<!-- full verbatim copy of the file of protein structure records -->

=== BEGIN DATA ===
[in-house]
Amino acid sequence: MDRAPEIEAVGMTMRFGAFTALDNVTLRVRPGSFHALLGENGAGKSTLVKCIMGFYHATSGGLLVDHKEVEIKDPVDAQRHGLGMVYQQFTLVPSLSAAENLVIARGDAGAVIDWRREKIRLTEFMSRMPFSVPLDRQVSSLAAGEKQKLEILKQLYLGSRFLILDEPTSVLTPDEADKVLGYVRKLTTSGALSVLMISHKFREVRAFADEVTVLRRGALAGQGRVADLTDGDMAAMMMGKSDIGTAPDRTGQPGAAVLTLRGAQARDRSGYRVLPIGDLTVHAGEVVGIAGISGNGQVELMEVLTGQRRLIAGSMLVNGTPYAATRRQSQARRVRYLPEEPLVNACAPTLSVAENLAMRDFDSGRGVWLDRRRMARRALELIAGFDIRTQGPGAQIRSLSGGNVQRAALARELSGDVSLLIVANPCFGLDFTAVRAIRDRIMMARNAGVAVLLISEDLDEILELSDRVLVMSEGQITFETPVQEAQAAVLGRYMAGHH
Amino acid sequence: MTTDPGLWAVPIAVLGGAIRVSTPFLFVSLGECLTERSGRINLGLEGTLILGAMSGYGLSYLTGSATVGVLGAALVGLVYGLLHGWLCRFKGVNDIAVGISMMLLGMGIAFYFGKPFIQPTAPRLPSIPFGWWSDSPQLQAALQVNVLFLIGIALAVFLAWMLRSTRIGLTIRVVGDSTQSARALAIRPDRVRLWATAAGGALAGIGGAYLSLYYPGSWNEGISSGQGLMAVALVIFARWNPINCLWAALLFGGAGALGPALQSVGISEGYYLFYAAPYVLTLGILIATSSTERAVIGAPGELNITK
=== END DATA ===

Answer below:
[in-house]
Amino acid sequence: MDRAPEIEAVGMTMRFGAFTALDNVTLRVRPGSFHALLGENGAGKSTLVKCIMGFYHATSGGLLVDHKEVEIKDPVDAQRHGLGMVYQQFTLVPSLSAAENLVIARGDAGAVIDWRREKIRLTEFMSRMPFSVPLDRQVSSLAAGEKQKLEILKQLYLGSRFLILDEPTSVLTPDEADKVLGYVRKLTTSGALSVLMISHKFREVRAFADEVTVLRRGALAGQGRVADLTDGDMAAMMMGKSDIGTAPDRTGQPGAAVLTLRGAQARDRSGYRVLPIGDLTVHAGEVVGIAGISGNGQVELMEVLTGQRRLIAGSMLVNGTPYAATRRQSQARRVRYLPEEPLVNACAPTLSVAENLAMRDFDSGRGVWLDRRRMARRALELIAGFDIRTQGPGAQIRSLSGGNVQRAALARELSGDVSLLIVANPCFGLDFTAVRAIRDRIMMARNAGVAVLLISEDLDEILELSDRVLVMSEGQITFETPVQEAQAAVLGRYMAGHH
Amino acid sequence: MTTDPGLWAVPIAVLGGAIRVSTPFLFVSLGECLTERSGRINLGLEGTLILGAMSGYGLSYLTGSATVGVLGAALVGLVYGLLHGWLCRFKGVNDIAVGISMMLLGMGIAFYFGKPFIQPTAPRLPSIPFGWWSDSPQLQAALQVNVLFLIGIALAVFLAWMLRSTRIGLTIRVVGDSTQSARALAIRPDRVRLWATAAGGALAGIGGAYLSLYYPGSWNEGISSGQGLMAVALVIFARWNPINCLWAALLFGGAGALGPALQSVGISEGYYLFYAAPYVLTLGILIATSSTERAVIGAPGELNITK